Exploit the Cord, Don't Cut It!   A 6-Decade Tech Journey!


Home | Amazon Reviews | Linux OS Install | E-Privacy Vs Secrecy | Reddit | Disqus | TED | U-Tube


Disclaimer: Everything I share online, anywhere, is meant to educate and encourage, because I Love people and hope to be a positive force, even when it hurts. Plus, the honor is to serve: I monetize nothing online. A person who won't read has no advantage over one who can't (Twain)! Those who don't share what they know, it dies with them (Me)! One axiom I've honored since 1975: Never go where you're not wanted! In the digital world the same applies. Any hint that I'm not welcome and I'm gone. My goal is not guilt or disparagement, but fun & joy in genuine unity, whenever I am blessed to receive that. If I offend anyone anywhere anytime, it's not intentional.

For those relatively new to Earth, welcome aboard! Grey Geek Here! Celebrating 6-decades here thus far, I've been eyewitness to many things, with tech being a small but still important part of that enculturation. All my life I watched TV for free (still am), via an antenna. Even when cable TV first came out, few thought it logical to pay for what was already free; and early on, it was low-level crap.

Consequently, the cable companies had to adapt to slow metro-area sales, by creating content that was not broadcast already. But when 24-hour news, and then HBO and other original content networks came into being, alongside cable related tech advances, cable took-off; the next generation forgot about free terrestrial TV. But with DTV emerging a decade ago, the days of poor recording quality via analog to VCR tape is gone: Mahalo!

Still, some believe that what they watch is all there is to watch, but that's not true. People in (say) London watch a different program lineup than those in Kansas City; they'd feel deprived if they could not watch some show exclusive to them, and so it goes for every other Metro globally. We only know what is on, based upon the service funnel which feeds it to us.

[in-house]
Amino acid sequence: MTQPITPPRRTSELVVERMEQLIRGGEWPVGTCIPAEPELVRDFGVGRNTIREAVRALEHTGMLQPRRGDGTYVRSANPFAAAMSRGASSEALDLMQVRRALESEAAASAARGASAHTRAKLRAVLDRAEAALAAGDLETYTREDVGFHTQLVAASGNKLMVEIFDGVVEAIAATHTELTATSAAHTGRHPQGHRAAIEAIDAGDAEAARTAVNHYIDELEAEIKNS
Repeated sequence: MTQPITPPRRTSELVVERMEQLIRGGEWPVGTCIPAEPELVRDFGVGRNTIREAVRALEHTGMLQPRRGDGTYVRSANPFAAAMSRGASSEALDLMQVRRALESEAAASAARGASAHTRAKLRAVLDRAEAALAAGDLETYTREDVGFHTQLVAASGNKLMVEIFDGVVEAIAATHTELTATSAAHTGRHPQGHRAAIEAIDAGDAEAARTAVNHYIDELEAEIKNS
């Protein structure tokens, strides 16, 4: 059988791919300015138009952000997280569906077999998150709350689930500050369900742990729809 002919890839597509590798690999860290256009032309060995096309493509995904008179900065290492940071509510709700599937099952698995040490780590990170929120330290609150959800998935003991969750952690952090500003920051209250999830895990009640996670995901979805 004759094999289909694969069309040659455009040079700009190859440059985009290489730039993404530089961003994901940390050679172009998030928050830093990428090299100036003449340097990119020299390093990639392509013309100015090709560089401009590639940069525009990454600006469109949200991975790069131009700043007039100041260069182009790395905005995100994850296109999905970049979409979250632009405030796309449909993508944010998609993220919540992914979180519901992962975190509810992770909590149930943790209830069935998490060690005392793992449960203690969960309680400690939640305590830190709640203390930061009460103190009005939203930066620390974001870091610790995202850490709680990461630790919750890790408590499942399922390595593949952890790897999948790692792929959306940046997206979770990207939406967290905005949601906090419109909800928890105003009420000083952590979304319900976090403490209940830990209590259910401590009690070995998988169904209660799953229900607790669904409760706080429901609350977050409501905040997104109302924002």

The Web is a global network indeed, but one you'll miss out on entirely with just a phone. Most phone-only users never access more than a dozen of the quarter-billion websites on the global Web, though most nowadays are content mills, tabloid farms, or other link-bate sites.

With a little research (read content in links throughout this page) and with some playing around, anyone within a US DTV zone can get more media and services than most people use anyway, with just home Internet service alone. Now, if you cut-the-cord but then buy a bunch of other non-cable services to replace it (e.g. Netflix), you might as well just keep the cable on! Cord-cutting used to be literal, not just a euphemism for "no-cable-box" cable company services.

Many actually pay for such restrictions to global media content: Yep, via a cable bill and service. But all this is (in part) why cable companies invested heavily in Internet services to begin with. Notwithstanding; never agree to a long-term contract for any such service (cable, phone, any communications service), and since most of us are limited to local service providers, budget from among their no-contract internet service offers only. The low-price-now--high-price-later deals, are no deal (esp. among phone contracts). Here's what Americans hate most about Cable Companies! And: Promotion & Overcharging!

Exploit That Cord!
A 25-Mbps home service will do just fine for most, availed from either AT&T, Xfinity, Spectrum, Verizon, Cox (etc); this will provide a host of services, without cable TV, or a contract, meaning this will be your only bill for all home media and communications. This currently costs about $30+/- monthly for no-contract Xfinity WiFi. I stream consistently buffer-free on 15-Mbps with Comcast Internet Essentials (and there's also another low-income option, AT&T Access), each currently for $10 a month.

I use a Linux-based media NUC PC (here's why). This is safer and faster than MS products, so you will have better results. Even if you are not familiar with Linux OS, it is mostly the browser you will be interacting with anyway, and the recommended Chrome (or Firefox) browsers function the same on all OS platforms. If you learn how to milk the Internet – and what this page is all about – you can get virtually everything else you'd need in the computer-digital-communications world, for free online. You do not even need a phone; landline or cell.